Top 10 Lies of the Music Industry
Based in Beverly Hills, Weber is a longtime industry producer known for his work with Luther Vandross and Ronnie James Dio, and two of his projects won Grammys.
But after 30 years he's left the corporate rat race to work directly with artists. With his new freedom Weber has decided to expose the more dubious aspects of the business. Here are his top ten record industry lies, pulled from his book. We talked to him about what exactly these lies mean.
10. "We love your stuff."
According to Weber, when producers say this, what they really mean is either: "I don't know who you are," "I listened to it and it's not very good," "I never got it" or "I didn't listen to it." It's a white lie to spare artists' feelings. Weber adds that a producer who has actually listened to your stuff will have a complex understanding of what works and what doesn't. Those who haven't listened tend toward vague praise.
9. "We'll fix it in the mix."
This really means "We'll do our best to make you sound like an artist," Weber says, which sounds to us something like "It'll grow out" after a bad trip to the barber. The final product might be all right, but the recording is sub par.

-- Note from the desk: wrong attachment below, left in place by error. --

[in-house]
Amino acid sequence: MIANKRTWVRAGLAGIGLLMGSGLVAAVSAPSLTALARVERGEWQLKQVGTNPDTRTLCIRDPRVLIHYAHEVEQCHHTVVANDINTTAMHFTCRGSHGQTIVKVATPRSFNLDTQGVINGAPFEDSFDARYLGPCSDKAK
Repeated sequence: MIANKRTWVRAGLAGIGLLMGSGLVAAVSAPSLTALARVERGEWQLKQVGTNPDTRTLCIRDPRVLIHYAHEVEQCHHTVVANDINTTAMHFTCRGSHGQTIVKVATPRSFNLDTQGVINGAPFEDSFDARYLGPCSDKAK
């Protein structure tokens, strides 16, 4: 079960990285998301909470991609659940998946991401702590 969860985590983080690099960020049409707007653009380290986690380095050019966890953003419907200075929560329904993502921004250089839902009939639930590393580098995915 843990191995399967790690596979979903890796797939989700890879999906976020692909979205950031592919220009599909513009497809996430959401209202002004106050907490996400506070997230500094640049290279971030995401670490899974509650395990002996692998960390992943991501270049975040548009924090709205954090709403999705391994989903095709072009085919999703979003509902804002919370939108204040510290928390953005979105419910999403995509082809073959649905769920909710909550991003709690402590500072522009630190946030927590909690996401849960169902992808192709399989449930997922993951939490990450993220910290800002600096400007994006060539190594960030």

8. "The booking is definite."
What this really means, according to Weber, is that the booking agent doesn't know who you are, is waiting for someone who's going to be a better draw or -- preferably -- an audience that's going to spend more on booze than yours. Remember that the clubs are in business to turn a profit, not to give your band exposure.
7. "It's hot in the clubs."
Rather than answering your question, a record company exec will supply you with a silver lining in the form of a non-sequitur. "It means you're getting a lot of attention and buzz in clubs," he says, but also that "no one has a clue about your record and no one's buying it."
6. "My last band had a record deal, but we broke up before recording an album."
There are deals and there are deals. "When someone says you have a deal," he says, "it means you have a deal until the next guy up the chain says 'are you crazy?'" He's also clear about the realities of the recording industry. "If marketing and promotions don't believe in the record, there is no deal, regardless of what A&R says." This pressure often causes bands to break up before a real deal gets signed.